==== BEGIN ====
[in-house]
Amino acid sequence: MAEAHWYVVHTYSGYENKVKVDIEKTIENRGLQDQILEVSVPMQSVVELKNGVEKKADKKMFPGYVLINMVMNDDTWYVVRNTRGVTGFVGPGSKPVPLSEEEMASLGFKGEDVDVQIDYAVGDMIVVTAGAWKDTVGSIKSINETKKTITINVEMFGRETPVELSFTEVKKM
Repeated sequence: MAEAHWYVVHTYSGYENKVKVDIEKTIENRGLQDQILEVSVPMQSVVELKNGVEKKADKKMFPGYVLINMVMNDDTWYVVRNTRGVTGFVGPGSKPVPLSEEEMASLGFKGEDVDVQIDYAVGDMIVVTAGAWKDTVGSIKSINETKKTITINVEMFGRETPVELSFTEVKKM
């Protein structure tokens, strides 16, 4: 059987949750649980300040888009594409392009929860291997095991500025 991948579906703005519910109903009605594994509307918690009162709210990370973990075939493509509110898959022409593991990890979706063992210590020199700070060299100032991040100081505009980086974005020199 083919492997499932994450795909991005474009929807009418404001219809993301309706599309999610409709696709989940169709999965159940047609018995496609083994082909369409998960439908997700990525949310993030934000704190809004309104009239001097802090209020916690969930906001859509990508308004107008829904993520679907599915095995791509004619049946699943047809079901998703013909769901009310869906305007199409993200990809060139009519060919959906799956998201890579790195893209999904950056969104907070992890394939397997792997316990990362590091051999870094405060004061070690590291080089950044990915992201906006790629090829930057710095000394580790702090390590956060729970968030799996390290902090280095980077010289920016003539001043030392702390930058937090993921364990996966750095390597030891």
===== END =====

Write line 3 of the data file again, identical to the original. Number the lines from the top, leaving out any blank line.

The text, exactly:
Repeated sequence: MAEAHWYVVHTYSGYENKVKVDIEKTIENRGLQDQILEVSVPMQSVVELKNGVEKKADKKMFPGYVLINMVMNDDTWYVVRNTRGVTGFVGPGSKPVPLSEEEMASLGFKGEDVDVQIDYAVGDMIVVTAGAWKDTVGSIKSINETKKTITINVEMFGRETPVELSFTEVKKM